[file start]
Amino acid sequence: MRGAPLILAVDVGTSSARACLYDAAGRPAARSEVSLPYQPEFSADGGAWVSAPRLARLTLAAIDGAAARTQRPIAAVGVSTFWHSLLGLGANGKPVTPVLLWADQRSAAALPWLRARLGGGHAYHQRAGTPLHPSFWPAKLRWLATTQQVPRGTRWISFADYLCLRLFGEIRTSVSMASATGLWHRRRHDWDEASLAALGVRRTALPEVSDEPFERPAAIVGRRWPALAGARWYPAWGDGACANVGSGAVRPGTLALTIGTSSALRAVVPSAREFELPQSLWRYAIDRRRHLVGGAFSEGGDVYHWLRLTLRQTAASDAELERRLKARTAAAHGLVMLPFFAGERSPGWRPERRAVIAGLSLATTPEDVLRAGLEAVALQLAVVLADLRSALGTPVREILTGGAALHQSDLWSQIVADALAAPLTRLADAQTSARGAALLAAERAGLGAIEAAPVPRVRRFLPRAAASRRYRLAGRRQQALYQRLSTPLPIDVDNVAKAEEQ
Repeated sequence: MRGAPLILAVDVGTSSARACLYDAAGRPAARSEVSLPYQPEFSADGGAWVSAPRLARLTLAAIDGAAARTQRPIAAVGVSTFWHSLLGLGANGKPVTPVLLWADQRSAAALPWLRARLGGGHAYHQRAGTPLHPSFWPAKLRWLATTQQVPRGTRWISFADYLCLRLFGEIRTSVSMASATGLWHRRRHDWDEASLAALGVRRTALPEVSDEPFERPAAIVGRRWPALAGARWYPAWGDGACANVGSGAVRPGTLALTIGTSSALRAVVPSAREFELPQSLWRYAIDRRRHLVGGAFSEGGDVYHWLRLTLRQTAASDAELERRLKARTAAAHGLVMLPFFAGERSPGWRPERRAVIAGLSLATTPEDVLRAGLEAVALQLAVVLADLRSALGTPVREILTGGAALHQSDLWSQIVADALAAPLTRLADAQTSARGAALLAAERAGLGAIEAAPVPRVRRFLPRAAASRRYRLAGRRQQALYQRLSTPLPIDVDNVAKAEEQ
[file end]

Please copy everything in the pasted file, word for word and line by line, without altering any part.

Amino acid sequence: MRGAPLILAVDVGTSSARACLYDAAGRPAARSEVSLPYQPEFSADGGAWVSAPRLARLTLAAIDGAAARTQRPIAAVGVSTFWHSLLGLGANGKPVTPVLLWADQRSAAALPWLRARLGGGHAYHQRAGTPLHPSFWPAKLRWLATTQQVPRGTRWISFADYLCLRLFGEIRTSVSMASATGLWHRRRHDWDEASLAALGVRRTALPEVSDEPFERPAAIVGRRWPALAGARWYPAWGDGACANVGSGAVRPGTLALTIGTSSALRAVVPSAREFELPQSLWRYAIDRRRHLVGGAFSEGGDVYHWLRLTLRQTAASDAELERRLKARTAAAHGLVMLPFFAGERSPGWRPERRAVIAGLSLATTPEDVLRAGLEAVALQLAVVLADLRSALGTPVREILTGGAALHQSDLWSQIVADALAAPLTRLADAQTSARGAALLAAERAGLGAIEAAPVPRVRRFLPRAAASRRYRLAGRRQQALYQRLSTPLPIDVDNVAKAEEQ
Repeated sequence: MRGAPLILAVDVGTSSARACLYDAAGRPAARSEVSLPYQPEFSADGGAWVSAPRLARLTLAAIDGAAARTQRPIAAVGVSTFWHSLLGLGANGKPVTPVLLWADQRSAAALPWLRARLGGGHAYHQRAGTPLHPSFWPAKLRWLATTQQVPRGTRWISFADYLCLRLFGEIRTSVSMASATGLWHRRRHDWDEASLAALGVRRTALPEVSDEPFERPAAIVGRRWPALAGARWYPAWGDGACANVGSGAVRPGTLALTIGTSSALRAVVPSAREFELPQSLWRYAIDRRRHLVGGAFSEGGDVYHWLRLTLRQTAASDAELERRLKARTAAAHGLVMLPFFAGERSPGWRPERRAVIAGLSLATTPEDVLRAGLEAVALQLAVVLADLRSALGTPVREILTGGAALHQSDLWSQIVADALAAPLTRLADAQTSARGAALLAAERAGLGAIEAAPVPRVRRFLPRAAASRRYRLAGRRQQALYQRLSTPLPIDVDNVAKAEEQ